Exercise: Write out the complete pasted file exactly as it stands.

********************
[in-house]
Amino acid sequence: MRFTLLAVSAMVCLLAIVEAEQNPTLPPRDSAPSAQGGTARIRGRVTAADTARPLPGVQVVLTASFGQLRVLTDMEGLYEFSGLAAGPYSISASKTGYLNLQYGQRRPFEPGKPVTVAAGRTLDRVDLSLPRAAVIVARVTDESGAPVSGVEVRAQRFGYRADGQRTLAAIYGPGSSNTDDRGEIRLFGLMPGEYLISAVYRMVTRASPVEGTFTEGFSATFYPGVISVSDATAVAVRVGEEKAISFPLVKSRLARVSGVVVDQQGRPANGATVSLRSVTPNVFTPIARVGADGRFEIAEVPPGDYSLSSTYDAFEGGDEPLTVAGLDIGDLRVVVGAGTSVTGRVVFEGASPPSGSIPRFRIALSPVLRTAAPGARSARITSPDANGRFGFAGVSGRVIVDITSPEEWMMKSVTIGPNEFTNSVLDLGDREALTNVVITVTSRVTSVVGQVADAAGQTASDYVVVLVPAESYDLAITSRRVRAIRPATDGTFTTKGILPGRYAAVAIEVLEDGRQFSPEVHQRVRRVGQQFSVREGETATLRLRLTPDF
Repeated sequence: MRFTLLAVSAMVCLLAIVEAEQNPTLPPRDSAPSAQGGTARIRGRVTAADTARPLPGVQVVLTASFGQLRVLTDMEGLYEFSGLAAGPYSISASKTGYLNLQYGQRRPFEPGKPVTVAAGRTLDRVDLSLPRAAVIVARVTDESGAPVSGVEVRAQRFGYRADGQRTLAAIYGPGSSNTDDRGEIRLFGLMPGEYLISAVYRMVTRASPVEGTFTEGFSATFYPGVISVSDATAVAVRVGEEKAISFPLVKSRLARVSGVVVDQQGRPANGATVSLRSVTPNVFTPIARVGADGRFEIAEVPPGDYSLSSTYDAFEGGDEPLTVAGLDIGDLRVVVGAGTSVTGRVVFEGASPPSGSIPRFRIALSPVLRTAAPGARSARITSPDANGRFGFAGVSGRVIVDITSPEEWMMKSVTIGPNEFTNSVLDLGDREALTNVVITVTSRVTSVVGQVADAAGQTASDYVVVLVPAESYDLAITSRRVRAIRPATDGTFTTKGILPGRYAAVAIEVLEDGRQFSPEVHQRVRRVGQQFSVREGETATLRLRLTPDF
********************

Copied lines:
[in-house]
Amino acid sequence: MRFTLLAVSAMVCLLAIVEAEQNPTLPPRDSAPSAQGGTARIRGRVTAADTARPLPGVQVVLTASFGQLRVLTDMEGLYEFSGLAAGPYSISASKTGYLNLQYGQRRPFEPGKPVTVAAGRTLDRVDLSLPRAAVIVARVTDESGAPVSGVEVRAQRFGYRADGQRTLAAIYGPGSSNTDDRGEIRLFGLMPGEYLISAVYRMVTRASPVEGTFTEGFSATFYPGVISVSDATAVAVRVGEEKAISFPLVKSRLARVSGVVVDQQGRPANGATVSLRSVTPNVFTPIARVGADGRFEIAEVPPGDYSLSSTYDAFEGGDEPLTVAGLDIGDLRVVVGAGTSVTGRVVFEGASPPSGSIPRFRIALSPVLRTAAPGARSARITSPDANGRFGFAGVSGRVIVDITSPEEWMMKSVTIGPNEFTNSVLDLGDREALTNVVITVTSRVTSVVGQVADAAGQTASDYVVVLVPAESYDLAITSRRVRAIRPATDGTFTTKGILPGRYAAVAIEVLEDGRQFSPEVHQRVRRVGQQFSVREGETATLRLRLTPDF
Repeated sequence: MRFTLLAVSAMVCLLAIVEAEQNPTLPPRDSAPSAQGGTARIRGRVTAADTARPLPGVQVVLTASFGQLRVLTDMEGLYEFSGLAAGPYSISASKTGYLNLQYGQRRPFEPGKPVTVAAGRTLDRVDLSLPRAAVIVARVTDESGAPVSGVEVRAQRFGYRADGQRTLAAIYGPGSSNTDDRGEIRLFGLMPGEYLISAVYRMVTRASPVEGTFTEGFSATFYPGVISVSDATAVAVRVGEEKAISFPLVKSRLARVSGVVVDQQGRPANGATVSLRSVTPNVFTPIARVGADGRFEIAEVPPGDYSLSSTYDAFEGGDEPLTVAGLDIGDLRVVVGAGTSVTGRVVFEGASPPSGSIPRFRIALSPVLRTAAPGARSARITSPDANGRFGFAGVSGRVIVDITSPEEWMMKSVTIGPNEFTNSVLDLGDREALTNVVITVTSRVTSVVGQVADAAGQTASDYVVVLVPAESYDLAITSRRVRAIRPATDGTFTTKGILPGRYAAVAIEVLEDGRQFSPEVHQRVRRVGQQFSVREGETATLRLRLTPDF